myng_rabbyt
May. 5th, 2006 01:17 pm (UTC)
See, I agree with you that exams aren't the end-all, be-all for testing one's knowledge and ability. My mother, who is a former high school teacher turned high school counselor. She has a degree in counseling and therapy, which includes training in psychometry (the science of tests and testing).

In the school system where she works, they have increased the number of (state-mandated) standardized tests that students must pass before being eligible for graduation. Additionally, my mother-in-law, who teaches at the elementary school level, also has noted an increase in the number of tests students at her level (first grade) have to take.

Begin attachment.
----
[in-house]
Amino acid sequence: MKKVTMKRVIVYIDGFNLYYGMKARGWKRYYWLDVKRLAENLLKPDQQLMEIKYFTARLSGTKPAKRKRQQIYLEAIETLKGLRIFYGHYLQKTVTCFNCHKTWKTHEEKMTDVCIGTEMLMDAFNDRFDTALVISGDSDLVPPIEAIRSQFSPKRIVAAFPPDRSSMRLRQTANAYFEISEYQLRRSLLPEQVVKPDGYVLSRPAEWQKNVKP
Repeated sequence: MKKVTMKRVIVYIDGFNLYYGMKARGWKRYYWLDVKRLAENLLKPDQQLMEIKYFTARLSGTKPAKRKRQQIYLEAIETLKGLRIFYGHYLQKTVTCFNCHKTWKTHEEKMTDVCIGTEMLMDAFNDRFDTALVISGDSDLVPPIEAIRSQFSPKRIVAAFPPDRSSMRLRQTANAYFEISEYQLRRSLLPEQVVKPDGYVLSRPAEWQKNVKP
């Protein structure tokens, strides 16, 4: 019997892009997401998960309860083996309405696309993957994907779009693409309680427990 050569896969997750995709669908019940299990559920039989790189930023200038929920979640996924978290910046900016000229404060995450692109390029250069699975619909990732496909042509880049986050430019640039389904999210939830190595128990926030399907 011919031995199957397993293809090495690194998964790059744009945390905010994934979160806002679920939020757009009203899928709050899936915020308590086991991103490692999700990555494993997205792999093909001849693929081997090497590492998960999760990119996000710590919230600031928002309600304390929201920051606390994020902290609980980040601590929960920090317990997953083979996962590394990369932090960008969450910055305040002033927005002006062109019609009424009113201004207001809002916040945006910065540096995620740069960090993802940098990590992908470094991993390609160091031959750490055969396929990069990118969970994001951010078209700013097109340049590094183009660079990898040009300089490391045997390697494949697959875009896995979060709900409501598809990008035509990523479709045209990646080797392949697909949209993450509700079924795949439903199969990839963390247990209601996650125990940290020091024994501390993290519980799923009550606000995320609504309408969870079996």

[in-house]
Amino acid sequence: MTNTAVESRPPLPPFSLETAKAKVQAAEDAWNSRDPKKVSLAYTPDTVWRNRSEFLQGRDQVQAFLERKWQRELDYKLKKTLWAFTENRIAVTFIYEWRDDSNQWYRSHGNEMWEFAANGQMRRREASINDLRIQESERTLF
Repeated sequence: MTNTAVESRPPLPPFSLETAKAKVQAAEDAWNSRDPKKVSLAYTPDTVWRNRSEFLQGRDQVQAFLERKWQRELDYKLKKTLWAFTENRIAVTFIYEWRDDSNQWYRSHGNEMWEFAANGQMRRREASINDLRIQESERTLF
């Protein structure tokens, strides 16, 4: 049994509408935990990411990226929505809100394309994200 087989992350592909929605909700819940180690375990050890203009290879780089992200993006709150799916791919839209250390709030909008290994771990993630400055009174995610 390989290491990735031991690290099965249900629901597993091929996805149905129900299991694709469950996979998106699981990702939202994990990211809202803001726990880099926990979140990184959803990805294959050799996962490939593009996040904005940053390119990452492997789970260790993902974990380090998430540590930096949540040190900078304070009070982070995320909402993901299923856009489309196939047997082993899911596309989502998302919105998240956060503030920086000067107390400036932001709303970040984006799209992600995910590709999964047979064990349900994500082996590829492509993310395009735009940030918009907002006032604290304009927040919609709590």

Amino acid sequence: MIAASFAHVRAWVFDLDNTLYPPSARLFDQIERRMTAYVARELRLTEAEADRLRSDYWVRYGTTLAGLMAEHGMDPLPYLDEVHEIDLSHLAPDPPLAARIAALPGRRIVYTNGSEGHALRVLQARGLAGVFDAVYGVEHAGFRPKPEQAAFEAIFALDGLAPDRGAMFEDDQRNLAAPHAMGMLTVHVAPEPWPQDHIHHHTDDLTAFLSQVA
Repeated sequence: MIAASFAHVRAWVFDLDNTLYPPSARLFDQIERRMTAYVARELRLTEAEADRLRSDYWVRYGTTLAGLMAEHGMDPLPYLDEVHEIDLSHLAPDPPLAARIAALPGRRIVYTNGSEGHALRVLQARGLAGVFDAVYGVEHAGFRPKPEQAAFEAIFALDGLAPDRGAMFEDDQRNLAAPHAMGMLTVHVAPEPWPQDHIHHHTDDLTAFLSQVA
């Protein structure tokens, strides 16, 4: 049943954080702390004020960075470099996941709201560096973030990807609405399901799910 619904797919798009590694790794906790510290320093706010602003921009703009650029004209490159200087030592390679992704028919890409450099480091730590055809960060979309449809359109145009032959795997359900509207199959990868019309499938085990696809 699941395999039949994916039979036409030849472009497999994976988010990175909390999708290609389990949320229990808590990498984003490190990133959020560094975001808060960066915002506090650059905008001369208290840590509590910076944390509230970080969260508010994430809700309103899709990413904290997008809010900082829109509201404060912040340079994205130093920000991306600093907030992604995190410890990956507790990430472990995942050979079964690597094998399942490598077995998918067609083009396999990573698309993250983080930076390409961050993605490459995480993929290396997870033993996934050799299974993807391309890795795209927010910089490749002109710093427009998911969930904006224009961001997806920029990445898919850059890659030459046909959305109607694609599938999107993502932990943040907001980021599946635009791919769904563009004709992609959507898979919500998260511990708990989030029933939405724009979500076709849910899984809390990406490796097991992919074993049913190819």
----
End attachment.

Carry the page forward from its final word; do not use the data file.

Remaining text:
I know that we are primarily discussing tests in the context of specific classes, but my point is: more educational institutions are putting their faith into tests, and I don't think that's such a good idea. The students spend as much time going over the material they need to know for the test as they do trying to learn the information they're supposed to be learning at that level.

As brilliant as a student may be, once you put them under the gun to cough up information, you already have them at a disadvantage, which decreases their ability to accurately and thoughtfully respond to a problem or scenario.
banazir
May. 4th, 2006 11:23 pm (UTC)
Several reasons...
I'm glad baranoouji and chaosinaskirt put in their $0.04 while I was giving my final Database Systems lecture of the semester. They both raise good points.

For the record, I still agree that the time limit imposed by exams is very artificial, and it's really not a good measure of student's expected performance in a job setting. However, insofar as:

1. exams can be made open-book, open-notes, or take-home;